Tuesday, October 9, 2018

The Last Hot Day...

Dateline: Cattaraugus County, Western New York State

  ..Will be tomorrow, they say. Then the temperatures plunge some 25 degrees. It's a swizz - since we've been back it's been rain, rain and more rain.  The apples on the grass are a squelchy mess.

  But today the sun shone and I'd planned an al fresco lunch with friends.  This can be unwise in America because of the preponderance of flying insects exuding varying degrees of menace. But this is autumn and hubby had used a flamethrower on the wasps' nest in the lawn. 
  On the menu were bison burgers from our neighbour, Jeff's herd.  There's nothing better -  plus British apple and blackberry crumble which is always a hit with my friends here.  I said to hubby "What's the betting someone starts mowing."  (For the full gen on the local lawnmower menace, click here.)      Well fate was certainly playing tricks with me today. Just an hour before our guests were due to show up, several trucks appeared and started doing something very noisy with the surface of the lane. Plus everywhere stank to high heaven of tar.   Of all the days to pick...Thankfully they moved along pretty quickly. Just as I'd heaved a sigh of relief, guess what happened? Yep, a mower revved up. And the last surviving wasp buzzed us, bent on revenge.  But there's nothing a good lunch and plenty of ice cold sauvignon blanc can't surmount.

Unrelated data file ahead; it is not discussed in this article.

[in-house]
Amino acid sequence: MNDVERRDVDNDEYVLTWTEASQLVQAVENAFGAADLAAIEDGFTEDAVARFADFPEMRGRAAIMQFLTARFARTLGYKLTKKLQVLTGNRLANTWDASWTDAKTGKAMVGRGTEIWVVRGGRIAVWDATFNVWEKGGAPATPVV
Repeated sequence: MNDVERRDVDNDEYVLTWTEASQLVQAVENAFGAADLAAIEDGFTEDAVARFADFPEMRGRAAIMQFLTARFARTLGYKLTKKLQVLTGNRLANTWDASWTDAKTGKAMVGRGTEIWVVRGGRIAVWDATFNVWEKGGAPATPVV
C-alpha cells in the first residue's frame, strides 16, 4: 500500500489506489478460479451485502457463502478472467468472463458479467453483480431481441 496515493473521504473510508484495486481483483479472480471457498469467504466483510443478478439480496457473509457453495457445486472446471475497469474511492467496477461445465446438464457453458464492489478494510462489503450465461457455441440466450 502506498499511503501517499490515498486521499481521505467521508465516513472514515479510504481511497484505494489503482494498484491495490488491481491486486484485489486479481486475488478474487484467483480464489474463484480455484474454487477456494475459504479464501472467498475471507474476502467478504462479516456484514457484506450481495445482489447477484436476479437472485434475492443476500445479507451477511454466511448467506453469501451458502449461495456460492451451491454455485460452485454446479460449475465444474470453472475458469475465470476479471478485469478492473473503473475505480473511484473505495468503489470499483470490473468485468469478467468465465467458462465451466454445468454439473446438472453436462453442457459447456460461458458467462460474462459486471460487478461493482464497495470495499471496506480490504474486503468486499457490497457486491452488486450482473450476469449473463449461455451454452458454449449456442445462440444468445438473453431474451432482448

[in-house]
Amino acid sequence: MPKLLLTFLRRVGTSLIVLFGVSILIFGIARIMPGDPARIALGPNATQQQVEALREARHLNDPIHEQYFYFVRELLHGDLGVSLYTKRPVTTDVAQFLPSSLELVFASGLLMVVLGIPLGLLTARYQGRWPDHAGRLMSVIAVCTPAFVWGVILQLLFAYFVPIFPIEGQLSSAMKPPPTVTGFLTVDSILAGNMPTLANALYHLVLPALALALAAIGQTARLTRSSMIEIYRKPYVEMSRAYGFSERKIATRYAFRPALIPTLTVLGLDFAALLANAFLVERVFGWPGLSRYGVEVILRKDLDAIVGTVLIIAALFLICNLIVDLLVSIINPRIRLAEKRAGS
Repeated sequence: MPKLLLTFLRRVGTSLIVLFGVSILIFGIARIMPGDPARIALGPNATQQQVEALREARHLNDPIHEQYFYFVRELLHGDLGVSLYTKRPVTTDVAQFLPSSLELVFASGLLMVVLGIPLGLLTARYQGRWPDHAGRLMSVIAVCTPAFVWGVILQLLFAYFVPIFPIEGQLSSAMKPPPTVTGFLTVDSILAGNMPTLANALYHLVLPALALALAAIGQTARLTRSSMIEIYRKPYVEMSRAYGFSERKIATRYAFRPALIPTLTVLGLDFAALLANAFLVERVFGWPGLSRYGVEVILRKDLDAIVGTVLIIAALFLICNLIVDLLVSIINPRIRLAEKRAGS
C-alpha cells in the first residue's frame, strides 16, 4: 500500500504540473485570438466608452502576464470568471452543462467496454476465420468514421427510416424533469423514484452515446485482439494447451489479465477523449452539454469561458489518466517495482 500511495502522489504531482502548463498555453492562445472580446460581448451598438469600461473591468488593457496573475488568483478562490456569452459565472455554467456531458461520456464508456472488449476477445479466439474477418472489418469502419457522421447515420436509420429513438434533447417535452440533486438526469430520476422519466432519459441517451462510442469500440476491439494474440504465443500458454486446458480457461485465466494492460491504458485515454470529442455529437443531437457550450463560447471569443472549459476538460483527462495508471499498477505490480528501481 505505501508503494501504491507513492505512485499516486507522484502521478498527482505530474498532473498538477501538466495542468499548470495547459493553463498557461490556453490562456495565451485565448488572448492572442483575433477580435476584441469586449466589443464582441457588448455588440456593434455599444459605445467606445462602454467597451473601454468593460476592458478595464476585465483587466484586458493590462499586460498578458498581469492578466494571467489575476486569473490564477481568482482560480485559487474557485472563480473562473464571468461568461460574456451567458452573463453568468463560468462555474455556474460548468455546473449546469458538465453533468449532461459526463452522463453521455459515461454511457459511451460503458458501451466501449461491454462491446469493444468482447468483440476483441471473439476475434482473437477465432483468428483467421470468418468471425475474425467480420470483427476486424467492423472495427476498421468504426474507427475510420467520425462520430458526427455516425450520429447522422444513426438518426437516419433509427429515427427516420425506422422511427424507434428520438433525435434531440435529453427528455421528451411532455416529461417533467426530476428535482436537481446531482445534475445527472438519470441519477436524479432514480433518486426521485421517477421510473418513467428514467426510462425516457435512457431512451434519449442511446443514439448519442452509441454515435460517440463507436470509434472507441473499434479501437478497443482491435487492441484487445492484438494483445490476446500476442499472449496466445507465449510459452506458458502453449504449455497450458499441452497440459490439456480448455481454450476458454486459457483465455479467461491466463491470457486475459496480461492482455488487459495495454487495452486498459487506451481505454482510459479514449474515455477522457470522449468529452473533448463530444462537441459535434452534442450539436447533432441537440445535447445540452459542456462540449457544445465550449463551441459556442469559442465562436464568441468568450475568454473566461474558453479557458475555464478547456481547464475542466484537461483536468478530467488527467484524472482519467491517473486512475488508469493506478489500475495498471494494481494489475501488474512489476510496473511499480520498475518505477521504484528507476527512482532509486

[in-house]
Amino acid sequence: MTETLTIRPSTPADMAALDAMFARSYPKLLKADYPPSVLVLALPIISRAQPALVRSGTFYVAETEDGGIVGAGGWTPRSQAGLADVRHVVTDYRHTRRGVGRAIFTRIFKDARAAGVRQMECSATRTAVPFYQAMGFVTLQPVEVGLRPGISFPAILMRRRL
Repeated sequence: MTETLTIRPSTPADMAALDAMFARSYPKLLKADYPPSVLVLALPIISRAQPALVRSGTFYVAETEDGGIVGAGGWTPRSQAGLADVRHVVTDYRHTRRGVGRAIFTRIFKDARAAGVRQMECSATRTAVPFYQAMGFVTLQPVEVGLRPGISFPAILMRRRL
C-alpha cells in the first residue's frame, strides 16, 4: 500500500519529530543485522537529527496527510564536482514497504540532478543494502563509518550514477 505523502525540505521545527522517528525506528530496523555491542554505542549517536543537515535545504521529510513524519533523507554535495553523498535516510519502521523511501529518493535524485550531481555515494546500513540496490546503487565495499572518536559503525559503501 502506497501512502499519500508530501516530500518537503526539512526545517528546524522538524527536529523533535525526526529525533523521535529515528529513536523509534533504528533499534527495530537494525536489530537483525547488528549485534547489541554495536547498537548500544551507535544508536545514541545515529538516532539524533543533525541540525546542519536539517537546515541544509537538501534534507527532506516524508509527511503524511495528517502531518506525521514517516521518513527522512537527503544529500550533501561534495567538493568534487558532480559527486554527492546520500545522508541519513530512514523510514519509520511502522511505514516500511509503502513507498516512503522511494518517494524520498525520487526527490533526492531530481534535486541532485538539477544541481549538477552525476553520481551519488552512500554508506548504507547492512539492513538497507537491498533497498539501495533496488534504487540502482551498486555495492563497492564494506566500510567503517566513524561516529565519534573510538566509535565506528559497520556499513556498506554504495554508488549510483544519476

The jungle, having been neglected for much of the summer, is, admittedly, unruly

But the rose surprised us with an encore.

And I'd found pumpkins for the doorstep  from the same chap we get excellent sweet corn from on the way to Ellicottville. He didn't disappoint - his pumpkins were fat and perfectly round, not with one side flattened like the specimens from the supermarket.

The hydrangeas looked pretty round the bird bath

Not many autumn colours this year but the sun was shining through the trees

And some cheeky mushrooms were popping up. 

These were truly bizarre.

I need advice from my Mushroom Mania friend. He would probably cook up quite a few meals after foraging in our jungle but I'm not about to try it. I'll stick to bison burgers.

Friday, October 5, 2018

Out of the Frying Pan into....